July 4, 2009

Camping Safety Tips in the Northwest

The Pacific Northwest offers endless opportunities for enjoying the great outdoors. As you bike, swim, and hike your way to a fantastic adventure, it's important to remember that even the most innocent-seeming outdoor activities pose hidden dangers. By remembering a few simple safety procedures, you can guarantee a safe and fun experience. First, become aware of potential hazards. Keep abreast of what threats are specific to the area you will be enjoying. Aggressive wildlife, unpredictable weather, and dangerous terrain all pose serious safety threats.

Cougars. If you cross paths with a cougar, make yourself appear larger by standing tall and raising your arms and/or jacket over your head. Do not run or turn your back. Talk calmly and firmly to the cougar to make it think you are a predator, not its prey. If the animal becomes aggressive, shout at it and throw rocks and sticks to make it clear that you are a threat, not food. If you are attacked, fight back with whatever is handy (big sticks work well), and try to stay on your feet.

Bears. Most bear encounters happen in campsites, where bears have learned that humans often leave out food. The best way to avoid a bear encounter is to securely store food in airtight containers away from your tent or camper. If a bear does come into your camp, try to scare it away by making noise. If that doesn't work, slowly leave the area and let the bear have what it came for. Visit the Alaska State Parks website for more excellent tips on how to act if a bear threatens to attack you.

Poisonous snakes. Rattlesnakes are found in hot, dry places throughout the United States. If you are hiking or camping in arid terrain, stay on clearly marked trails and avoid rocks, holes, and other nooks where snakes like to hide. Remember, you will usually be able to hear a rattler before you see it.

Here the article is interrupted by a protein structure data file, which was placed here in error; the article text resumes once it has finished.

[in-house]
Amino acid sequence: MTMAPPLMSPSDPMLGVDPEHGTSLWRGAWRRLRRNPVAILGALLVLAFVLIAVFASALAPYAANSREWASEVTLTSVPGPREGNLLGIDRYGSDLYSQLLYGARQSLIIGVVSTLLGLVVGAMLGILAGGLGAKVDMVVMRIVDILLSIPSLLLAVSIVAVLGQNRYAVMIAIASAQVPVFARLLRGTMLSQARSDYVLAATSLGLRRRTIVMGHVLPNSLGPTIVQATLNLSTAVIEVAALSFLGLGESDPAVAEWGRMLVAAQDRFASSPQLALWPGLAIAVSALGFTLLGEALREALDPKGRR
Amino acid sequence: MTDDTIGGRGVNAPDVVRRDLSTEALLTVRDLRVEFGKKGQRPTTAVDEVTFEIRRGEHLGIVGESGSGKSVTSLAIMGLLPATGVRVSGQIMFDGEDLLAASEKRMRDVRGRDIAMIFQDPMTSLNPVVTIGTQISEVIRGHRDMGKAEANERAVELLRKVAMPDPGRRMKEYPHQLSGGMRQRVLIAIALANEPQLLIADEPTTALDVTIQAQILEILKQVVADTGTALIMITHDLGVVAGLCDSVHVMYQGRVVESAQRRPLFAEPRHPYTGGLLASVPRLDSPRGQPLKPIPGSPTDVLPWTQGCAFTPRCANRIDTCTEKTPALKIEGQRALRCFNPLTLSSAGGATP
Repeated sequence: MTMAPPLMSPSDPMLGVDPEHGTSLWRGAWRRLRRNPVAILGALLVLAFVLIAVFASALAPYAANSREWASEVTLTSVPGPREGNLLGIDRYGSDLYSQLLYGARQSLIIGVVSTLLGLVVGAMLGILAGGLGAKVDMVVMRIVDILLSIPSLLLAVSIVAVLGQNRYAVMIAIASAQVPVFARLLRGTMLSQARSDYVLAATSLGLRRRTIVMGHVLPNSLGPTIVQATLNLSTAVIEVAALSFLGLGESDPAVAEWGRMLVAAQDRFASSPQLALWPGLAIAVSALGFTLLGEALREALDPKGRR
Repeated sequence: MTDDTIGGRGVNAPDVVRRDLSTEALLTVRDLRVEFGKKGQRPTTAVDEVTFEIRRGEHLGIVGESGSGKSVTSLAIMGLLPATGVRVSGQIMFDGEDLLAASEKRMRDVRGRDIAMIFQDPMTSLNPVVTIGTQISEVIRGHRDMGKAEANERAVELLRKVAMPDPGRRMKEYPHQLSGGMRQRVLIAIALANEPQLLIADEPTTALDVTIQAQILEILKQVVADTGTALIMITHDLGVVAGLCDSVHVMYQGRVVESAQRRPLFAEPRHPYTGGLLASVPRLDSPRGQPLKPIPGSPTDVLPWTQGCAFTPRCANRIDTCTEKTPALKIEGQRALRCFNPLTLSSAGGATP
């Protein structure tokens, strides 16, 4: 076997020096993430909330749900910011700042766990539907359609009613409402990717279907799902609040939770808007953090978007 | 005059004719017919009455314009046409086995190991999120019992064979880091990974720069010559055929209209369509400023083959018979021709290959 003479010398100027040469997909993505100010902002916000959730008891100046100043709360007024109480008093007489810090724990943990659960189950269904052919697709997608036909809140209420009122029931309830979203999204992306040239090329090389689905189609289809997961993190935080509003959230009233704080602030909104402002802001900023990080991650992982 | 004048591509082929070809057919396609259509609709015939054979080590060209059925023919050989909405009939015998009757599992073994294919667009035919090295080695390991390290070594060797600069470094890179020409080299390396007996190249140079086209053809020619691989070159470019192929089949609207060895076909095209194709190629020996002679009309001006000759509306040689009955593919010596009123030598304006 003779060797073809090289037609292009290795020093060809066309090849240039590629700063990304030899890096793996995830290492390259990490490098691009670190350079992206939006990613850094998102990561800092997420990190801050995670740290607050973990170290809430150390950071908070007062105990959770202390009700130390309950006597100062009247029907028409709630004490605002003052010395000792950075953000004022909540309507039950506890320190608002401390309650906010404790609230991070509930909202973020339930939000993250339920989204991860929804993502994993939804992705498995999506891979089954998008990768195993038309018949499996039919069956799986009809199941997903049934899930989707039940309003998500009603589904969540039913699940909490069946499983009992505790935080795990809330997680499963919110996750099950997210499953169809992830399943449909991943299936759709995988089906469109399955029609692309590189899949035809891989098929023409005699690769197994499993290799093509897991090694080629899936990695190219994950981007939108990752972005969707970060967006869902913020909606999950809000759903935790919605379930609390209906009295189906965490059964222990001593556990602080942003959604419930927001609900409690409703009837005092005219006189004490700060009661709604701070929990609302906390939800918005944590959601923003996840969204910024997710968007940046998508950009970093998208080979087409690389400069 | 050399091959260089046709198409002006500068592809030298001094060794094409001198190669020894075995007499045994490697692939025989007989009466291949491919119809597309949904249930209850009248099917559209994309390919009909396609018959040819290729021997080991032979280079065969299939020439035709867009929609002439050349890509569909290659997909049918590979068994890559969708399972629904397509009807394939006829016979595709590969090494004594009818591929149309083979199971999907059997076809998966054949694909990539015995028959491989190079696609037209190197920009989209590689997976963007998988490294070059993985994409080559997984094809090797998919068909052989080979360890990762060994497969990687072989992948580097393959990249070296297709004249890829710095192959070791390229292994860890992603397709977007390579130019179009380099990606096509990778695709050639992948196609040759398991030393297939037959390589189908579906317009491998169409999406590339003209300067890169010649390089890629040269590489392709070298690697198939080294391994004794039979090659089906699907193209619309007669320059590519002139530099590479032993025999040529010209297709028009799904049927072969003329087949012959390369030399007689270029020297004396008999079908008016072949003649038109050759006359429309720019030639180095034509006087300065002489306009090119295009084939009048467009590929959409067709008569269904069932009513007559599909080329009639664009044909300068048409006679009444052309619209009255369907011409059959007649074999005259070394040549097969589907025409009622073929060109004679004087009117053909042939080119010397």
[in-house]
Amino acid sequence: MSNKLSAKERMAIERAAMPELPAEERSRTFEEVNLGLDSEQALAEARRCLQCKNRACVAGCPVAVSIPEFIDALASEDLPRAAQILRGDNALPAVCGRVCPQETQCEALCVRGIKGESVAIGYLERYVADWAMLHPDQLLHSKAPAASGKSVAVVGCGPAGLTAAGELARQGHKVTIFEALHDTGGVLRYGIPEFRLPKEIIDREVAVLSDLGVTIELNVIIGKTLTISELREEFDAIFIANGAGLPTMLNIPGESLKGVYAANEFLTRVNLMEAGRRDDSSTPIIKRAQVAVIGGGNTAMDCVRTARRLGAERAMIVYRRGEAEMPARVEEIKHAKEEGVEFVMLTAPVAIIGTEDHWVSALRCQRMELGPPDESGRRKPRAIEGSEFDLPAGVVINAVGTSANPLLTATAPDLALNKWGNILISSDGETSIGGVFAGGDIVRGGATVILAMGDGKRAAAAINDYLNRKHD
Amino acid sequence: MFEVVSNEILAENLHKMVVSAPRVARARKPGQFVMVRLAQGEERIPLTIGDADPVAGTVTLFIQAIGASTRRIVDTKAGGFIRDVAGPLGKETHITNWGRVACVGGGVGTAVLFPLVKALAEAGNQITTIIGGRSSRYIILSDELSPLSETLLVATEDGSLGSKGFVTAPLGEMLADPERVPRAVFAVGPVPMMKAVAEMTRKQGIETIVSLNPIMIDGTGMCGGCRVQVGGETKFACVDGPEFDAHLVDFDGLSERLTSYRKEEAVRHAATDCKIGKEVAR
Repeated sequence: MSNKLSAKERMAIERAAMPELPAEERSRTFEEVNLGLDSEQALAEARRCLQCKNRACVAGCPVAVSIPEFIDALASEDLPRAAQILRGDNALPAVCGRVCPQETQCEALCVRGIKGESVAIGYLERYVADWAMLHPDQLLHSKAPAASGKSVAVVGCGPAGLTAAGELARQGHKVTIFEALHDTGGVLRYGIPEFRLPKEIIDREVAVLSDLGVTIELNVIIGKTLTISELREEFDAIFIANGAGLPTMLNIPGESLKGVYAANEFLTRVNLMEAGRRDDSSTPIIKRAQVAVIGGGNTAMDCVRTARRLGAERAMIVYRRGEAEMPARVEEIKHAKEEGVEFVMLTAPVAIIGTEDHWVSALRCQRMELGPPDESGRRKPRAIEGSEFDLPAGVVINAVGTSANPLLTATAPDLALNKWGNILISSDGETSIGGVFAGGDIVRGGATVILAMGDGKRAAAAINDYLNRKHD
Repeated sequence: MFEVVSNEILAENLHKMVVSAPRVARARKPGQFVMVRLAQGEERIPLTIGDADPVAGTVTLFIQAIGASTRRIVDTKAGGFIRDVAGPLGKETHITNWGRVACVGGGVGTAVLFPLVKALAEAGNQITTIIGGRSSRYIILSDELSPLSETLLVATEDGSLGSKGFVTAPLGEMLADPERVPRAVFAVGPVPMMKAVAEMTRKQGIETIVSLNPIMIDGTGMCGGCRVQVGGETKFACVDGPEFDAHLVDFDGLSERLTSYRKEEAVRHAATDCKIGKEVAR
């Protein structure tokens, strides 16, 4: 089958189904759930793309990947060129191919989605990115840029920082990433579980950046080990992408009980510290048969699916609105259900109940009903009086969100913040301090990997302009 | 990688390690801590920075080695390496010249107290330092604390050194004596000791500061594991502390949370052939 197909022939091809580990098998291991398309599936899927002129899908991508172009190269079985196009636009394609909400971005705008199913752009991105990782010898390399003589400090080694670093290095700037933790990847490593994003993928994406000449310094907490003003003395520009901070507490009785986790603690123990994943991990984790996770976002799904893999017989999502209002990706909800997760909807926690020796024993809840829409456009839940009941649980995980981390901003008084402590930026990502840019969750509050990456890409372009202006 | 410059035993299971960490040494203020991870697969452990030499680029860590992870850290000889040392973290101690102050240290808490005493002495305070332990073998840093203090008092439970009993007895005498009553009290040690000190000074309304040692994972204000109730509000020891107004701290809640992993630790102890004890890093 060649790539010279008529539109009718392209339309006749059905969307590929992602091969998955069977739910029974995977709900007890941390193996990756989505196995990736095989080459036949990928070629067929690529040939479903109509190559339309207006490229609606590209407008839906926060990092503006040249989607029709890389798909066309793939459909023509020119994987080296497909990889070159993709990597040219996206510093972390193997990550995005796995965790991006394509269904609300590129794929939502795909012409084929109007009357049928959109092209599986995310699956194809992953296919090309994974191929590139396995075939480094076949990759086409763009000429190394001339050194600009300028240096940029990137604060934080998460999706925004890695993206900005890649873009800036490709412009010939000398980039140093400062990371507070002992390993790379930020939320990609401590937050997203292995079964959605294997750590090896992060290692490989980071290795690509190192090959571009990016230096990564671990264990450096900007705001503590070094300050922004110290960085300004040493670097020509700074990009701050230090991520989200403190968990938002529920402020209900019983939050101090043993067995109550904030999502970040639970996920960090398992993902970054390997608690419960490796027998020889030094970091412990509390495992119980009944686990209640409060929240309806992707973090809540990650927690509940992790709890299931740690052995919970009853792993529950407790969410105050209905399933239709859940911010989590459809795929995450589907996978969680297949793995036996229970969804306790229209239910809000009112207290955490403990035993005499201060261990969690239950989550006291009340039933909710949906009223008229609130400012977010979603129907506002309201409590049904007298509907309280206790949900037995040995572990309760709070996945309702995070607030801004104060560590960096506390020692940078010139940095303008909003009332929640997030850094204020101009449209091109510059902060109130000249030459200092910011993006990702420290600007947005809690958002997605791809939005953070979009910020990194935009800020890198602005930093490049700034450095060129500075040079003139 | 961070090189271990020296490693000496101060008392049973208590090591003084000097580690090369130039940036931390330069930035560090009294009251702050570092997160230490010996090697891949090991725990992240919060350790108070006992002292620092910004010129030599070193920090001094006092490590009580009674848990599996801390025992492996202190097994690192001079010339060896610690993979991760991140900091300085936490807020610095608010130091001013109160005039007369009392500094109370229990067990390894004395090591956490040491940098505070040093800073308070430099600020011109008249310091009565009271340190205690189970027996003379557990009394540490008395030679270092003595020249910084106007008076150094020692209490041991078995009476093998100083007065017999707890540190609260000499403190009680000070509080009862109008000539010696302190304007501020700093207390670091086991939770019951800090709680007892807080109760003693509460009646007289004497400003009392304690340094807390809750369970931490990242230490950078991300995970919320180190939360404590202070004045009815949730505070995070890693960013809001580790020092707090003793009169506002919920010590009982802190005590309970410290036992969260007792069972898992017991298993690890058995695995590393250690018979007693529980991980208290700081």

The weather can also pose a serious threat if you are unprepared. The two most common outdoor weather-related problems are hypothermia and dehydration.

Hypothermia is the number one killer in the outdoors. Prevent hypothermia by:
-- Layering wool and synthetic fabrics for warmth and protection from the wind and rain.
-- Wearing a hat, as almost half of body heat is lost through the head.
-- Bringing rain gear and extra layers to change into should you get wet
-- Waterproofing your shoes or boots.

Dehydration can occur in any situation, so it is always important to carry plenty of water and take frequent water breaks.

In addition to traditional camping items like tents and pocket knives, essential supplies for a safe outdoor vacation include:
-- backup warm clothing,
-- supplementary food,
-- a compass,
-- a first aid kit,
-- fire starters, like waterproof matches,
-- sunglasses and sunscreen,
-- a flashlight with extra batteries, and
-- a map of the area.

These items will prepare you for common problems hikers, campers and outdoor enthusiasts often face.

The Pacific Northwest can be a lot of fun. It can also be filled with danger if you are not well prepared. Use common sense and good judgment along with these safety tips to ensure safe adventures for you and your loved ones.

~Ben Nystrom, 2009

Want more information on the latest safe camping flashlights? Visit the Coast website to view LED Lenser tactical torches for camping and hunting trips.

Article Source: http://EzineArticles.com/?expert=Ben_Nystrom

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